On the newer “green line” (Yunusobod yoʻli) you get some interesting modern station architecture, while the newest and “navy line” (Halqa yoʻli) runs mostly overground and is utilitarian and not of much tpuristic interest except for transport.
The metro also doubled up as as air raid shelter and were of military significance, which is why it was illegal to take photographs in the metro system. Most of the metro, unlike its predecessors in Moscow or St Petersburg, runs only a few metres deep, so there are a lot of stairs sometimes.
Food other than Uzbek
Like in many capital cities, immigration brought its food culture and in Tashkent it’s Georgian and Korean food, in particular. Shota Rustaveli boulevard is a useful “backbone” to start hunting for these restaurants. AS pretty much anywhere, burger, steak and pizza are also available in modern and trendy restaurants.
Last minute food shopping
It’s no fun hauling a few kilos of dried figs and nuts around the country, and Tashkent with its many bazaars is great for stocking up for foodie souvenirs. Chorsu Bazaar is all set up for it -there is a huge section of dried goods on the upper floor of the iconic round main bazaar building, with a lot eye-catchingly gift packaged.
Less touristy, more central and less frantic is little Mirobod Bazaar, probably better prices, too.
Modern upmarket hotels
You want a modern business hotel with a pool? Yes, you will find stylish ones in Tashkent. Most chains have a property here,, emphasis is on modern and convenient, with decent service. Some hotel suggestions are below.
Learning Uzbek and other cultural activities
Tashkent has at least a dozen universities and Institutes of Higher Education and is the premier educational destination in Uzbekistan. Many universities accept foreign students for relatively cheap fees and offer Uzbek language courses, too.
Transport to Fergana Valley – no way round Tashkent
At present, Tashkent is the hub for all long distance transport in Usbekistan, and there is usually no way past it. So… if you want to travel to the Fergana Valley or to Tajikistan via Khujand, or to Kazakhstan – you will have to go through Tashkent, and sometimes spend a night before moving on.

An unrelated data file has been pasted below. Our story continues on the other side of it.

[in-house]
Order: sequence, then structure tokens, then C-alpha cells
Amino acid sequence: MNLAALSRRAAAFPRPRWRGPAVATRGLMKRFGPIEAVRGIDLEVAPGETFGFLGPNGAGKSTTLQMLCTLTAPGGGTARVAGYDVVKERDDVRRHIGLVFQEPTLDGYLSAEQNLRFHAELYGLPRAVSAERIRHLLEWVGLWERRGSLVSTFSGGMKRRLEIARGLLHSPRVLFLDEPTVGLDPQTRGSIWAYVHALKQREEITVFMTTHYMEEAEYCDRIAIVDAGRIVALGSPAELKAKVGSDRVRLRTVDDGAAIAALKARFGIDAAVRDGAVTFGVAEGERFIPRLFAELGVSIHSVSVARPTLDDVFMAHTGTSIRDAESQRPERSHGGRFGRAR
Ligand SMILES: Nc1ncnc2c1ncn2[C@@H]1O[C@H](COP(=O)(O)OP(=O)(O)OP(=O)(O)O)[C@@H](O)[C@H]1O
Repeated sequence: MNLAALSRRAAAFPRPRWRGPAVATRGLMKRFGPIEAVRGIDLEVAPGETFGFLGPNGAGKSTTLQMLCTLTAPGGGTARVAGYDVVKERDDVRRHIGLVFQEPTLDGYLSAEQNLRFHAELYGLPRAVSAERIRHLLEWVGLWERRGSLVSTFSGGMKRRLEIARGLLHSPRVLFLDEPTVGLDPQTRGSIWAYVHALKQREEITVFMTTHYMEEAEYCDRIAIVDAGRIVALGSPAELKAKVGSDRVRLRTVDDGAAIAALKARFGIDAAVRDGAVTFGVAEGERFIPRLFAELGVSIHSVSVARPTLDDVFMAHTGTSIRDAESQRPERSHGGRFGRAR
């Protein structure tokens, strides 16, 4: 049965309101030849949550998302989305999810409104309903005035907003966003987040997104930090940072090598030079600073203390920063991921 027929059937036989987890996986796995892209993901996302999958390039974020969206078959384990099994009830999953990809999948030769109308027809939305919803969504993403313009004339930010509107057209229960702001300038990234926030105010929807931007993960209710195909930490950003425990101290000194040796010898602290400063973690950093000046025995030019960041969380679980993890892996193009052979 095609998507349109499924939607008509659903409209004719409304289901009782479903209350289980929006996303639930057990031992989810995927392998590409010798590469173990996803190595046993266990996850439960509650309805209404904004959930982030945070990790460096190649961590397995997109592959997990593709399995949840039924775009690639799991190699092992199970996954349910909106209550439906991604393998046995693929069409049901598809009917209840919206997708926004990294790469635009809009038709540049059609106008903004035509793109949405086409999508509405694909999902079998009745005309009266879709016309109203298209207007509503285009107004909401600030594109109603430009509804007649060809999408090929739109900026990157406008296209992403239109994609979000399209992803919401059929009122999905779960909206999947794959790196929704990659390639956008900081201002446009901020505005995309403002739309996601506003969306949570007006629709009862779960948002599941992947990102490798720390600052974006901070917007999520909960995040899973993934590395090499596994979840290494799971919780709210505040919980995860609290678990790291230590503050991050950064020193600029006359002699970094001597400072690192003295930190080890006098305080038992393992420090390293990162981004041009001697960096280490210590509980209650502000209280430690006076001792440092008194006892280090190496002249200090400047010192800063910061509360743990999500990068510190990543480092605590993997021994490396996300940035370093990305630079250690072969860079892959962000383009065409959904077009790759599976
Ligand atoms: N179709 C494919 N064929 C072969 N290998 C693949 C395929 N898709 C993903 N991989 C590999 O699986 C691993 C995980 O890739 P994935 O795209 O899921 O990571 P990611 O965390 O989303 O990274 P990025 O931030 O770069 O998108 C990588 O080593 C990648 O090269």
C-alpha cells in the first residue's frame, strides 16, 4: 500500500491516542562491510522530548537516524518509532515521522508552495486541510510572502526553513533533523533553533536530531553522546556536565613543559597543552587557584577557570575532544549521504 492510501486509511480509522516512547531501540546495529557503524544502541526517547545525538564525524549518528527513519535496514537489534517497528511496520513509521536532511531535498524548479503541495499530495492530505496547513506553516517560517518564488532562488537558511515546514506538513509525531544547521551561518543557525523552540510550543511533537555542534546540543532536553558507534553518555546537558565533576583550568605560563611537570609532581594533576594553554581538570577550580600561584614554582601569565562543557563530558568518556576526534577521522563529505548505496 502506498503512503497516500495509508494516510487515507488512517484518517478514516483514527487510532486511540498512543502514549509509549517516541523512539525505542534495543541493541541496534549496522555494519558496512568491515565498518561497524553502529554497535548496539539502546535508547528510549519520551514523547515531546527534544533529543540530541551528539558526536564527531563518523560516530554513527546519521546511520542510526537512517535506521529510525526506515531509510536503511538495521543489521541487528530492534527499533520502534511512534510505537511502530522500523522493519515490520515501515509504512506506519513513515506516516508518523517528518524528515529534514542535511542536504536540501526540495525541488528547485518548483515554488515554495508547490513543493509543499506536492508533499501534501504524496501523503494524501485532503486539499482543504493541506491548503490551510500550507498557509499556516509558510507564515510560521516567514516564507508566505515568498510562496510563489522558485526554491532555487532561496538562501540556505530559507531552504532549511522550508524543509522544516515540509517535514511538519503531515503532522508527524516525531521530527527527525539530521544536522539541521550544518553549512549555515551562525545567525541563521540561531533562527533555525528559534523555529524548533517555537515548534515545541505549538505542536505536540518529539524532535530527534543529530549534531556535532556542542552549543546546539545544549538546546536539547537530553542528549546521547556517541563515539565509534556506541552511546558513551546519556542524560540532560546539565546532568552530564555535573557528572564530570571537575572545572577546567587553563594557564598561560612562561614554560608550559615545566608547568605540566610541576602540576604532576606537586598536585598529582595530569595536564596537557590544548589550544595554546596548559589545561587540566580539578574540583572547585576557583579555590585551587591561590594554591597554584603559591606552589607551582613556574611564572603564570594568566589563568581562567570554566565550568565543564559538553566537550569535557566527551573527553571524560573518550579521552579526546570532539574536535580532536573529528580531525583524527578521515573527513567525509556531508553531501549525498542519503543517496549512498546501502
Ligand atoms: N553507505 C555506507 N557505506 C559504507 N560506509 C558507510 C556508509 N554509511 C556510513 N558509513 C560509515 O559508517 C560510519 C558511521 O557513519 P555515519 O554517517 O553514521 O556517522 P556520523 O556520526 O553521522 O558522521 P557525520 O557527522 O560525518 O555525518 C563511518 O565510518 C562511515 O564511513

What Tashkent is less good for
Tashkent is a convenient entry port for Uzbekistan, and some people leave it at that and more on quickly. If you only have a week or so, this would be a sensible idea. Tashkent is a modern city with its charms but few tourist attractions or places to shop for handicrafts and souvenirs.
Silk Road Sights
Of course, most visitors to Uzbekistan come for the ancient Silk Road sights. You will have a hard time finding anything older than 1960’s in Tashkent, and if you do, it’s often reconstructions. If you find yourself in Chorsu Bazaar and have some time to kill and are not interested in the Soviet architecture, you can try the small 16th Century Kukeldash Masdrassah, or the Hazrati Imam Complex. If you want Silk Road vibes and don’t care for age, you can view the Islamic Civilization Centre on the way, which is still being built.
Shopping for Souvenirs
I would say any place I visited, even Fergana Valley, has a wider choice of handicrafts than Tashkent. In fact, the only place where I have seen many traditional “handicraft” souvenirs, was Chorsu Bazaar. See below for some shopping ideas, but it really is better to buy at source, with some ceramics and generic souvenir articles being an exception.
Where to stay in Tashkent
I stayed in two hotels in Tashkent, Both were good in their way, and I can recommend them.
The one that wants to be an upmarket boutique hotel – but isn’t quite there yet – was the Sapiens Hotel. Its a newly purpose-built mid sized hotel in a really nice and vibrant part of Tashkent, with the lovely Mirobod Kochasi in walking distance and lots of cafes and restaurants right outside the door. Bus stops are 100m away, but no metro nearby.